Gepostet vor 8 Jahren, 19 Tagen in
Weil die zehn Original Rorschach-Testbilder nicht mehr dem Copyright unterliegen, hat ein Psychologe alle zehn Bilder bei Wikipedia hochgelade – komplett mit den prominentesten Antworten darauf. Was den klassischen Rorschach-Test praktisch wertlos macht für die Psychologie. 90 Jahre Wissenschaft, alles für'n Arsch und alles nur wegen dieses verdammten Internets.
Das da oben sollen übrigens zwei tanzende Menschen sein, ich sehe aber vor allem Rorschachs Maske. War klar, ne? Und was sieht wohl ein Hardcore-Watchmen-Fan beim Psychologen? Watchmen ruined the Rorschach-Test?
What had been a simmering dispute over the reproduction of a single plate reached new heights in June when James Heilman, an emergency-room doctor from Moose Jaw, Saskatchewan, posted images of all 10 plates to the bottom of the article about the test, along with what research had found to be the most popular responses for each.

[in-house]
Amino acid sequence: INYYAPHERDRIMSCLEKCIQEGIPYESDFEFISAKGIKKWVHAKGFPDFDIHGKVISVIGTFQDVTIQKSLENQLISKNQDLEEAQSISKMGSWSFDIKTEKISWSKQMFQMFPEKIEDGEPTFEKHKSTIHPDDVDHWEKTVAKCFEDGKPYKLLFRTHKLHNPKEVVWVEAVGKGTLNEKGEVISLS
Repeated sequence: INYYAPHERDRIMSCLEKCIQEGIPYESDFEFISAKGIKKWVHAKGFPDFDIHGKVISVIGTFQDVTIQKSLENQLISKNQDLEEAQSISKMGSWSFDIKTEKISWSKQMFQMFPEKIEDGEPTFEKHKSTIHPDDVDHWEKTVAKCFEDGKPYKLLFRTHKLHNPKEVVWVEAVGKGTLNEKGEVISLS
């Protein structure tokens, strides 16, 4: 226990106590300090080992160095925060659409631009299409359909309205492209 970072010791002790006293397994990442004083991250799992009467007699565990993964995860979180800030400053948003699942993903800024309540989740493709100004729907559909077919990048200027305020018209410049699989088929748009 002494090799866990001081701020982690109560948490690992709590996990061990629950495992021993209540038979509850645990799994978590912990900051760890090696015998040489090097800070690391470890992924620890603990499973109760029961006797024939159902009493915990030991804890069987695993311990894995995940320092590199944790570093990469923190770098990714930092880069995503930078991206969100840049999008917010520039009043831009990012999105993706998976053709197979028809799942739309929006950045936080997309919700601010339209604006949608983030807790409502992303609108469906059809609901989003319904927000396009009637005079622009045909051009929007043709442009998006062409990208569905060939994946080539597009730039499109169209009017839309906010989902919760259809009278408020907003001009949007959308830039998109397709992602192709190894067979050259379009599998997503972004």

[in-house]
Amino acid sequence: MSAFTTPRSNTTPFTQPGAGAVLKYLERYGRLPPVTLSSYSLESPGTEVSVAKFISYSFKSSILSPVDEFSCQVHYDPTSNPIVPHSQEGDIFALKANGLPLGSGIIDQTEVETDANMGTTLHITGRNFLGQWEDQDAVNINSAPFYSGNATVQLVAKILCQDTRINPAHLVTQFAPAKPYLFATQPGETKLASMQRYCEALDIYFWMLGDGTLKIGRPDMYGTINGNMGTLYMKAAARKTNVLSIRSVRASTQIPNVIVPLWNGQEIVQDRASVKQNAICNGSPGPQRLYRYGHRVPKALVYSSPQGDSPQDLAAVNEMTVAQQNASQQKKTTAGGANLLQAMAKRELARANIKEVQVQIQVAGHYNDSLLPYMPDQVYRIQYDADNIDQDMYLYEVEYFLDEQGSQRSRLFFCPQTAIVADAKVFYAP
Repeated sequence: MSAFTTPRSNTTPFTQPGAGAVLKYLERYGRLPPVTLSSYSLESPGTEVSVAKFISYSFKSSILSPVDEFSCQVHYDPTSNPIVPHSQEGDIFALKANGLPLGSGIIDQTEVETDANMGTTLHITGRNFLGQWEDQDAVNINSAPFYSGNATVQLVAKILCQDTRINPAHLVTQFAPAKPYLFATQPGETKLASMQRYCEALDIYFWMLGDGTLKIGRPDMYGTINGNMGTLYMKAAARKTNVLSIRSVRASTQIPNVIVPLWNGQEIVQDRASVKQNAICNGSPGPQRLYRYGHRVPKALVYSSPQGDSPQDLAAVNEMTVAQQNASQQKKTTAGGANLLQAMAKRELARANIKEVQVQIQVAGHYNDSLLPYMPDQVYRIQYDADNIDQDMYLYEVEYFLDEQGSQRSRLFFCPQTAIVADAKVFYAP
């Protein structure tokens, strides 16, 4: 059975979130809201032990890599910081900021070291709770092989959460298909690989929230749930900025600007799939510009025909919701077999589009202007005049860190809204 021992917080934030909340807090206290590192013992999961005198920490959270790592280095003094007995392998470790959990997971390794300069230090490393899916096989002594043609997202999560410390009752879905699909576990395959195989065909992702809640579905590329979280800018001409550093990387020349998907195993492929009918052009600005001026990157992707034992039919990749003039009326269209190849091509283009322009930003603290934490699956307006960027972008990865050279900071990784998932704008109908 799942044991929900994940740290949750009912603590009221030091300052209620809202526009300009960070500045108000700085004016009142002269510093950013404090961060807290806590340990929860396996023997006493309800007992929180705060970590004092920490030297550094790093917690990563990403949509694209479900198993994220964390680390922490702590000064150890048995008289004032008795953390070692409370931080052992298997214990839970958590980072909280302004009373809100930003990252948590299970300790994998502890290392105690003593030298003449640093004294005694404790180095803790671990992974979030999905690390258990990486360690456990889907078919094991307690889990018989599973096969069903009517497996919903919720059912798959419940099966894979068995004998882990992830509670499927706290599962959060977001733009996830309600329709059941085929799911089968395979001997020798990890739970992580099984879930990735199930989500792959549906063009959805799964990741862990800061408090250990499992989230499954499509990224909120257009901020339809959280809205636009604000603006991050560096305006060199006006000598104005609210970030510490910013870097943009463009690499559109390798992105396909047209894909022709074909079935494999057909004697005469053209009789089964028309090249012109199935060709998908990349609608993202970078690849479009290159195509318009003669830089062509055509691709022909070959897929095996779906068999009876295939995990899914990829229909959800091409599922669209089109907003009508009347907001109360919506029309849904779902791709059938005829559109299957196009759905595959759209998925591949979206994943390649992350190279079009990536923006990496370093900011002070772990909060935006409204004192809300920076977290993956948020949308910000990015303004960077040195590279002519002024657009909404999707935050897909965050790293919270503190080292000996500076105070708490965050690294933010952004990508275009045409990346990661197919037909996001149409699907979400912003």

“I just wanted to raise the bar — whether one should keep a single image on Wikipedia seemed absurd to me, so I put all 10 up,” Dr. Heilman said in an interview. “The debate has exploded from there.”
Psychologists have registered with Wikipedia to argue that the site is jeopardizing one of the oldest continuously used psychological assessment tests.
While the plates have appeared on other Web sites, it was not until they showed up on the popular Wikipedia site that psychologists became concerned.
“The more test materials are promulgated widely, the more possibility there is to game it,” said Bruce L. Smith, a psychologist and president of the International Society of the Rorschach and Projective Methods, who has posted under the user name SPAdoc. He quickly added that he did not mean that a coached subject could fool the person giving the test into making the wrong diagnosis, but rather “render the results meaningless.”
To psychologists, to render the Rorschach test meaningless would be a particularly painful development because there has been so much research conducted — tens of thousands of papers, by Dr. Smith’s estimate — to try to link a patient’s responses to certain psychological conditions. Yes, new inkblots could be used, these advocates concede, but those blots would not have had the research — “the normative data,” in the language of researchers — that allows the answers to be put into a larger context.